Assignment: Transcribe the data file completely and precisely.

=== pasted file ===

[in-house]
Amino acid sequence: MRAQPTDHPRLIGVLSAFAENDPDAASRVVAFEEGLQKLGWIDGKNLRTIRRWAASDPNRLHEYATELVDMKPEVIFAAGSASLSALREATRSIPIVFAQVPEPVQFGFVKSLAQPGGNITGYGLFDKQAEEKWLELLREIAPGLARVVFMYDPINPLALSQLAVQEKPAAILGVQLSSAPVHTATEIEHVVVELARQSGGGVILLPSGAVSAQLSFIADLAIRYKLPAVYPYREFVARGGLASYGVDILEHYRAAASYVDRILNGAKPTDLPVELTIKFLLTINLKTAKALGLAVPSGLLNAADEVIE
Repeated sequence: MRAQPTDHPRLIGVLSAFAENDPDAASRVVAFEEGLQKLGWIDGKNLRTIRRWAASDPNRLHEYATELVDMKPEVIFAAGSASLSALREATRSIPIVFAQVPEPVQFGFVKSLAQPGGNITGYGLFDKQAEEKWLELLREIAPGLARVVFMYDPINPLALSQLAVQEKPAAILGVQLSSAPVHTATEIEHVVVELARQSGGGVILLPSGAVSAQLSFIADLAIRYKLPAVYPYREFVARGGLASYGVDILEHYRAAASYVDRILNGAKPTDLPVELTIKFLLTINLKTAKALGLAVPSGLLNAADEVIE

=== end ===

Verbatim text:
[in-house]
Amino acid sequence: MRAQPTDHPRLIGVLSAFAENDPDAASRVVAFEEGLQKLGWIDGKNLRTIRRWAASDPNRLHEYATELVDMKPEVIFAAGSASLSALREATRSIPIVFAQVPEPVQFGFVKSLAQPGGNITGYGLFDKQAEEKWLELLREIAPGLARVVFMYDPINPLALSQLAVQEKPAAILGVQLSSAPVHTATEIEHVVVELARQSGGGVILLPSGAVSAQLSFIADLAIRYKLPAVYPYREFVARGGLASYGVDILEHYRAAASYVDRILNGAKPTDLPVELTIKFLLTINLKTAKALGLAVPSGLLNAADEVIE
Repeated sequence: MRAQPTDHPRLIGVLSAFAENDPDAASRVVAFEEGLQKLGWIDGKNLRTIRRWAASDPNRLHEYATELVDMKPEVIFAAGSASLSALREATRSIPIVFAQVPEPVQFGFVKSLAQPGGNITGYGLFDKQAEEKWLELLREIAPGLARVVFMYDPINPLALSQLAVQEKPAAILGVQLSSAPVHTATEIEHVVVELARQSGGGVILLPSGAVSAQLSFIADLAIRYKLPAVYPYREFVARGGLASYGVDILEHYRAAASYVDRILNGAKPTDLPVELTIKFLLTINLKTAKALGLAVPSGLLNAADEVIE